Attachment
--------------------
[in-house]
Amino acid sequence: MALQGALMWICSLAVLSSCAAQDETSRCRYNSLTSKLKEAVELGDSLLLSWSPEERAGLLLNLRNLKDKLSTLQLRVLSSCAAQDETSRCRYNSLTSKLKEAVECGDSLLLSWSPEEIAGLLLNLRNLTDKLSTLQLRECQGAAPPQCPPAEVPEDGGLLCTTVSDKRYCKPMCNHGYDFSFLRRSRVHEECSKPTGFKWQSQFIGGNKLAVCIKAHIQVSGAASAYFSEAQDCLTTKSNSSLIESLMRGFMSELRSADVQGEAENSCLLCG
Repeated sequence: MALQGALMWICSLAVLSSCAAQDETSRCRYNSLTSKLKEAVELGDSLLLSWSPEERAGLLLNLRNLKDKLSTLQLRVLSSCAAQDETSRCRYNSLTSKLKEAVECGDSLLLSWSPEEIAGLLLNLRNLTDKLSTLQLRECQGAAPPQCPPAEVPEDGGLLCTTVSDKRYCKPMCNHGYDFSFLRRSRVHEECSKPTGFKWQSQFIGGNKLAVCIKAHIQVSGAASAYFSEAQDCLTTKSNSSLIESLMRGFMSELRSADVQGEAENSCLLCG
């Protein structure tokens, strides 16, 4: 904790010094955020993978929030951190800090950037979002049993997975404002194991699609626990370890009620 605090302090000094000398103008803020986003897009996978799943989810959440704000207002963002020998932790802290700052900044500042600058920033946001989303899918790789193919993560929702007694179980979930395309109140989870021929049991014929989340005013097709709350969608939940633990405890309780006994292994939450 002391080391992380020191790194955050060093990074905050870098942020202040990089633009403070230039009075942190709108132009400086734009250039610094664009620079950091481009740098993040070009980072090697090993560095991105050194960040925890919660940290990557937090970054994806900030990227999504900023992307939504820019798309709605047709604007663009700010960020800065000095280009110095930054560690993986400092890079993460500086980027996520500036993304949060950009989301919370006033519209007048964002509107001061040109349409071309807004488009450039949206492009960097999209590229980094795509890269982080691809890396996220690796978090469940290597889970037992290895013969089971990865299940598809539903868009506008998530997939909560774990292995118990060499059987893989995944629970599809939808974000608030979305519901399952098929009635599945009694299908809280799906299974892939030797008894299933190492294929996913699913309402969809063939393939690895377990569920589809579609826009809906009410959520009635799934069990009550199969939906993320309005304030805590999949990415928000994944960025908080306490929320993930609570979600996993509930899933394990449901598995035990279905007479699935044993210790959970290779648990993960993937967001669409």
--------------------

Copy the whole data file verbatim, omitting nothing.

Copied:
[in-house]
Amino acid sequence: MALQGALMWICSLAVLSSCAAQDETSRCRYNSLTSKLKEAVELGDSLLLSWSPEERAGLLLNLRNLKDKLSTLQLRVLSSCAAQDETSRCRYNSLTSKLKEAVECGDSLLLSWSPEEIAGLLLNLRNLTDKLSTLQLRECQGAAPPQCPPAEVPEDGGLLCTTVSDKRYCKPMCNHGYDFSFLRRSRVHEECSKPTGFKWQSQFIGGNKLAVCIKAHIQVSGAASAYFSEAQDCLTTKSNSSLIESLMRGFMSELRSADVQGEAENSCLLCG
Repeated sequence: MALQGALMWICSLAVLSSCAAQDETSRCRYNSLTSKLKEAVELGDSLLLSWSPEERAGLLLNLRNLKDKLSTLQLRVLSSCAAQDETSRCRYNSLTSKLKEAVECGDSLLLSWSPEEIAGLLLNLRNLTDKLSTLQLRECQGAAPPQCPPAEVPEDGGLLCTTVSDKRYCKPMCNHGYDFSFLRRSRVHEECSKPTGFKWQSQFIGGNKLAVCIKAHIQVSGAASAYFSEAQDCLTTKSNSSLIESLMRGFMSELRSADVQGEAENSCLLCG
């Protein structure tokens, strides 16, 4: 904790010094955020993978929030951190800090950037979002049993997975404002194991699609626990370890009620 605090302090000094000398103008803020986003897009996978799943989810959440704000207002963002020998932790802290700052900044500042600058920033946001989303899918790789193919993560929702007694179980979930395309109140989870021929049991014929989340005013097709709350969608939940633990405890309780006994292994939450 002391080391992380020191790194955050060093990074905050870098942020202040990089633009403070230039009075942190709108132009400086734009250039610094664009620079950091481009740098993040070009980072090697090993560095991105050194960040925890919660940290990557937090970054994806900030990227999504900023992307939504820019798309709605047709604007663009700010960020800065000095280009110095930054560690993986400092890079993460500086980027996520500036993304949060950009989301919370006033519209007048964002509107001061040109349409071309807004488009450039949206492009960097999209590229980094795509890269982080691809890396996220690796978090469940290597889970037992290895013969089971990865299940598809539903868009506008998530997939909560774990292995118990060499059987893989995944629970599809939808974000608030979305519901399952098929009635599945009694299908809280799906299974892939030797008894299933190492294929996913699913309402969809063939393939690895377990569920589809579609826009809906009410959520009635799934069990009550199969939906993320309005304030805590999949990415928000994944960025908080306490929320993930609570979600996993509930899933394990449901598995035990279905007479699935044993210790959970290779648990993960993937967001669409």